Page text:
3. It was panned by critics in the News Corp press and the Daily Mail - the publications leading the attacks on the Duchess of Sussex and the chief protagonists in the War on Woke.
  4. All other reviews were positive.
  5. It's already in Amazon's top 40 list.
  6. The positive reviews on Amazon UK are all verified purchases.
  7. None of the negative reviews when I looked on Amazon UK are verified purchases - they're negative comments by people who have apparently never even read the book.
Seems the gutter press is leading an assault on Meghan. Nothing new here.

When a review begins and ends with; "A piece of self-indulgent crap," then you can rest assured it's not a review of the book, but someone expressing their hate-filled view of Meghan Markle. 

The acid test is whether your children like the book, not whether you like the writer. I wasn't particularly fond of the literary style of The Hungry Caterpillar and though the plot of The Jelly Monster was somewhat thin, but my kids absolutely loved them and insisted I read them time after time.

I haven't bought or read it, so I'll reserve judgement.

Wednesday, 9 June 2021

Motorhome Plumbing for Bikes

The quality of the plumbing in motorhomes and caravans is appalling. Everything is as flimsy as hell, and bloody expensive to replace, despite being totally unfit for the job at hand.

Over last weekend we experienced a leak around the hot water boiler dump valve - it was either the dump valve itself or the cold water feed connection to it.

I went across to our local caravan and motorhome emporium to get a new dump valve and had already paid for it before I realised I'd parted with 31 quid!

I could have simply used a couple of jubilee clips and a cheap, domestic brass valve, as the pressure is very low.

As it transpired, it wasn't the dump valve itself, but the non-return valve which had come apart. Not being able to find a suitable replacement, I simply Superglued it back together as a temporary solution.

I'm seriously contemplating stripping the entire van of all piping, valves and pumps, replacing same with some decent domestic plumbing that's infinitely more robust and easier and cheaper to fix.

I did some further research on getting off grassy fields in wet weather and came across something called a sand ladder, which is designed for getting off sand, but equally effective on grass and mud. User swear by them.

I bought a set for £26 and they arrived yesterday. They're .made of very robust plastic with one side being rough as a badger's bum and covered in what looks like sand, but is just rough plastic and eminently suited to gaining traction for tyres. The grid-like structure ensures they sink into the grass and don't move. Can't wait to try them out in anger.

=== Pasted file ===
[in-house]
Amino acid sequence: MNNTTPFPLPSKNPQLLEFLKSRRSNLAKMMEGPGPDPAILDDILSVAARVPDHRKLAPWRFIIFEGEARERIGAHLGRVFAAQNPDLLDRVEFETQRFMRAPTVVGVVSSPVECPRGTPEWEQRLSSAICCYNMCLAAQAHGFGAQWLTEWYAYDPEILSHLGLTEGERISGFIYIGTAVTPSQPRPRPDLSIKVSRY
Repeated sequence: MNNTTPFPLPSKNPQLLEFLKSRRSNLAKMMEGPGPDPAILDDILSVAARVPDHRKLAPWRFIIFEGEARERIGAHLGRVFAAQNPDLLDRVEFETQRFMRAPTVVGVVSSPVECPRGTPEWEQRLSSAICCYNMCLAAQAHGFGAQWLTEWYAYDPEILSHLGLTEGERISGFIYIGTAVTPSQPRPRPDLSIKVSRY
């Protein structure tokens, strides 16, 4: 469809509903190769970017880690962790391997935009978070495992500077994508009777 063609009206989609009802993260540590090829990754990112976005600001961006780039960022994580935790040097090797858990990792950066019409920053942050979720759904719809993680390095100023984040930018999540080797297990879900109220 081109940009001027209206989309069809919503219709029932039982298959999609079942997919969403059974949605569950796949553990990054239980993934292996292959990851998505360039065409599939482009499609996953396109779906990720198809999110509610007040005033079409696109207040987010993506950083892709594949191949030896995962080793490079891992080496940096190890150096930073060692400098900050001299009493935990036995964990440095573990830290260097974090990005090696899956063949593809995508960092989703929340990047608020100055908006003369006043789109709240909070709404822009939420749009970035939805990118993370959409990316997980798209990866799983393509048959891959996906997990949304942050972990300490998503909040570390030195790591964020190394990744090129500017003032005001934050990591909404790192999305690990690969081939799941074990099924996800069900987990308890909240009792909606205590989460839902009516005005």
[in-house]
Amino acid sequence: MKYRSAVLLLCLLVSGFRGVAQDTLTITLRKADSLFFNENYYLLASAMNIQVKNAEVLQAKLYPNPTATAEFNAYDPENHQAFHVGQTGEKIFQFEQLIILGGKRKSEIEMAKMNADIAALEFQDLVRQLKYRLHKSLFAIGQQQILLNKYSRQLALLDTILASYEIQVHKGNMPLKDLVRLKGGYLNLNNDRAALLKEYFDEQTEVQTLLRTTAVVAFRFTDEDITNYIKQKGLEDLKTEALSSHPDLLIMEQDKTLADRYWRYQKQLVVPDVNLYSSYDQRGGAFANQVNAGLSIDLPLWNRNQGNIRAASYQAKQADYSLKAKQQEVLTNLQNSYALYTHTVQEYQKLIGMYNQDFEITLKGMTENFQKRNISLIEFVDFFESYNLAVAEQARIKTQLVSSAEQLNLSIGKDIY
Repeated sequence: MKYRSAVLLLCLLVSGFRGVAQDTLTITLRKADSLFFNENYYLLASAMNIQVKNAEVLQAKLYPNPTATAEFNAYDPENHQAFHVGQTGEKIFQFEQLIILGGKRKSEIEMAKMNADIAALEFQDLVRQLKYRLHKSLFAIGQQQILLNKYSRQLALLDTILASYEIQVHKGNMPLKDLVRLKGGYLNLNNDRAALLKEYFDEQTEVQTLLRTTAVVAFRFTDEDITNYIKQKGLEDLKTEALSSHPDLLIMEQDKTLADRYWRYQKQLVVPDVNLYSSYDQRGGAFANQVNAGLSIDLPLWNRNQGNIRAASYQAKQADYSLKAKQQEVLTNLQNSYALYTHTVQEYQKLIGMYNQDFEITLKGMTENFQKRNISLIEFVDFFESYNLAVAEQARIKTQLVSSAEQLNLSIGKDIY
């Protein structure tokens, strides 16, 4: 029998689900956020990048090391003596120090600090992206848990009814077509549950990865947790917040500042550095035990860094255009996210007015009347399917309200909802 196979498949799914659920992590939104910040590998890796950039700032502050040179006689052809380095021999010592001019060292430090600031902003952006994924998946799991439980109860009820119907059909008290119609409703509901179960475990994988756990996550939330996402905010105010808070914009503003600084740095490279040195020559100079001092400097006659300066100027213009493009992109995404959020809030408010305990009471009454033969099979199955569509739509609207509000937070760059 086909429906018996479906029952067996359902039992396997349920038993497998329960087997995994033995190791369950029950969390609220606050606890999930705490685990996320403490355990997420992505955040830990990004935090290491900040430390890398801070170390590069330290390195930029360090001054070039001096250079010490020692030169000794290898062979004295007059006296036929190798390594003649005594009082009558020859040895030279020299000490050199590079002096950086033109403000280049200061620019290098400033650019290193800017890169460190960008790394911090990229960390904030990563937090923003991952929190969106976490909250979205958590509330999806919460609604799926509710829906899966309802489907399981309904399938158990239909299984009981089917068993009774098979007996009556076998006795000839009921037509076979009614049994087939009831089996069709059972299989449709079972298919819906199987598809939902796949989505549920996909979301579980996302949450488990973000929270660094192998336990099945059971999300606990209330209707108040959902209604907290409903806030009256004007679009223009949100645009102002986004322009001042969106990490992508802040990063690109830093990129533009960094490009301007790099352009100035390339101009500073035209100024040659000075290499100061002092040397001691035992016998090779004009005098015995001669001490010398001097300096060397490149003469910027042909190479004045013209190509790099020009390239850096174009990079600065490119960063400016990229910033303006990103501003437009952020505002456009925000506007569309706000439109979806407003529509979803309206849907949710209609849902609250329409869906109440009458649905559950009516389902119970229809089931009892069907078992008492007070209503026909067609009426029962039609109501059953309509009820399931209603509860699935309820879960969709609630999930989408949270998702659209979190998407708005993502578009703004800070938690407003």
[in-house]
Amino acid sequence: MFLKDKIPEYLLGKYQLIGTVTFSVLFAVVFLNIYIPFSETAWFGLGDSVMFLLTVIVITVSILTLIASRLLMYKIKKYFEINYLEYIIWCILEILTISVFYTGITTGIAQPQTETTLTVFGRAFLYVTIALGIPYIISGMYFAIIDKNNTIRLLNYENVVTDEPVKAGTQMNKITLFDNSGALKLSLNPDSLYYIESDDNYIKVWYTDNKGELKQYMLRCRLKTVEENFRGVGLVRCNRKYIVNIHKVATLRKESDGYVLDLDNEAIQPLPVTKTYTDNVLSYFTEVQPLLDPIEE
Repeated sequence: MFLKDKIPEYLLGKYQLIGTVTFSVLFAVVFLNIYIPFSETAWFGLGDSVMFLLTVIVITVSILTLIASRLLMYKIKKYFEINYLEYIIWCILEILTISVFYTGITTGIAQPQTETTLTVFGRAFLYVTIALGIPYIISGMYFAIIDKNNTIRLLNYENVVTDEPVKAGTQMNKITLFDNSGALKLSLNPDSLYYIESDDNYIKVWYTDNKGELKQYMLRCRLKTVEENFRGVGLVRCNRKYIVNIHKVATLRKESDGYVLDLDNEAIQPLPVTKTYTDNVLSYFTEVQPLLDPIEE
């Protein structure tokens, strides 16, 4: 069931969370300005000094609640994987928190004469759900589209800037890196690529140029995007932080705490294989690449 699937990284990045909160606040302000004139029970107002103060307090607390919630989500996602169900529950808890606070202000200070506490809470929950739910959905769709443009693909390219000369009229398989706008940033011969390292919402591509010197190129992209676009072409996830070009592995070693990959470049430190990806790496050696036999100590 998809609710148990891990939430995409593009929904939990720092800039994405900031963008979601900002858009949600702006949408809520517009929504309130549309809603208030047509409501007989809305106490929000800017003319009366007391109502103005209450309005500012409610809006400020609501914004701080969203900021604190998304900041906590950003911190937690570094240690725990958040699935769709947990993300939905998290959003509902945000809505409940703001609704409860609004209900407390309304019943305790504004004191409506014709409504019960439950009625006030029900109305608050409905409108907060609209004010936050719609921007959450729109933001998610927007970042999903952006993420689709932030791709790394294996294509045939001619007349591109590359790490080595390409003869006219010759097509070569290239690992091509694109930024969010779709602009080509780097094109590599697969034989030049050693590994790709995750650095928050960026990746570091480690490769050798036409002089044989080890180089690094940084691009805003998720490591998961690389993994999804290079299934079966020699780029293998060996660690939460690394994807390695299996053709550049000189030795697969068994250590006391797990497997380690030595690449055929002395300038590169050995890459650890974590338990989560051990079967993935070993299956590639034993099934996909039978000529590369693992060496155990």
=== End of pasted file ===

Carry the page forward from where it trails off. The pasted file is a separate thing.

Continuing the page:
The e-bike was dropped off at the bike repair shop yesterday for the motor wheel and Pedal Assist Sensor to be fitted and the gears and brakes to be adjusted. They're closed today, but it should be ready for collection on Thursday afternoon or Friday.

The petrol driven bike has had the aftermarket exhaust fitted, which now requires a tad more adjustment to ensure it stays clear of the pedals.

I'll probably get to work on assembling the carburettor over the weekend, unless the new clutch for the ride-on-mower arrives between now and then - that's a it more pressing.

Tuesday, 8 June 2021

Taking a Knee for Crickety Anne

West German Chancellor, Willy Brandt, took the knee in 1970 as a gesture of solidarity, humility and penance towards the victims of the Warsaw Ghetto Uprising. Taking the knee has a long and honourable history in showing solidarity.

Current popular usage began with Colin Kapernick, who took the knee before BLM ever used it. BLM may well have appropriated it since the death of George Floyd, but only in the same manner that the far right in the UK has appropriated St. George's Cross and the Union flag. Does that mean to say we should no longer use St. George's cross, or indeed the Union flag, because of their association with the BNP and Ukip? Dyed-in-the-wool Conservatives would be apoplectic at such a suggestion.

Some on the right are fond of saying that BLM is a Marxist organisation. While it is true than two of the three original founders describe themselves as Marxist trained, it is now a highly decentralised mass movement encompassing many political philosophies from multiple countries, all united by the desire to see social justice for people of colour.

The far right want us to believe BLM is Marxist and will trot out this trope at every available opportunity in order to denigrate it - it's merely an extension of the Culture War, where terms are used without actually understanding what they mean and are cherry-picked for effect. For example, for American Republicans anything not Republican is automatically assumed to be Communist, and this tactic, commonly known as the fallacy of the undistributed middle, is now filtering across the Pond. Nuance is anathema to the Culture War warriors.